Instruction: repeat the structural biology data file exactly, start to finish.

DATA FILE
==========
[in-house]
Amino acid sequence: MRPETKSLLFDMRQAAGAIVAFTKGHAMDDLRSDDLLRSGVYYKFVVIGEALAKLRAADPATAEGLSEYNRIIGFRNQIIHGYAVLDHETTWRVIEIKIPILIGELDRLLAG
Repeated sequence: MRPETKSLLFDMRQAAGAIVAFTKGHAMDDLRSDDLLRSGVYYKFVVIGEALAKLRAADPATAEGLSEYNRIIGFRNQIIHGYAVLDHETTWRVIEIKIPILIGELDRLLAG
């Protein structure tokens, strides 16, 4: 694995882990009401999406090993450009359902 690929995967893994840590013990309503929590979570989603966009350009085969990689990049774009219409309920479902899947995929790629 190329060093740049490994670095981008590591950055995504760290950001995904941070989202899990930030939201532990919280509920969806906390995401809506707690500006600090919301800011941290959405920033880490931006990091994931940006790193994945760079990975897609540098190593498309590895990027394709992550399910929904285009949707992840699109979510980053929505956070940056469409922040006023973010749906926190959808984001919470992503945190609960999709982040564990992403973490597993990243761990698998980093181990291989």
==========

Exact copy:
[in-house]
Amino acid sequence: MRPETKSLLFDMRQAAGAIVAFTKGHAMDDLRSDDLLRSGVYYKFVVIGEALAKLRAADPATAEGLSEYNRIIGFRNQIIHGYAVLDHETTWRVIEIKIPILIGELDRLLAG
Repeated sequence: MRPETKSLLFDMRQAAGAIVAFTKGHAMDDLRSDDLLRSGVYYKFVVIGEALAKLRAADPATAEGLSEYNRIIGFRNQIIHGYAVLDHETTWRVIEIKIPILIGELDRLLAG
């Protein structure tokens, strides 16, 4: 694995882990009401999406090993450009359902 690929995967893994840590013990309503929590979570989603966009350009085969990689990049774009219409309920479902899947995929790629 190329060093740049490994670095981008590591950055995504760290950001995904941070989202899990930030939201532990919280509920969806906390995401809506707690500006600090919301800011941290959405920033880490931006990091994931940006790193994945760079990975897609540098190593498309590895990027394709992550399910929904285009949707992840699109979510980053929505956070940056469409922040006023973010749906926190959808984001919470992503945190609960999709982040564990992403973490597993990243761990698998980093181990291989």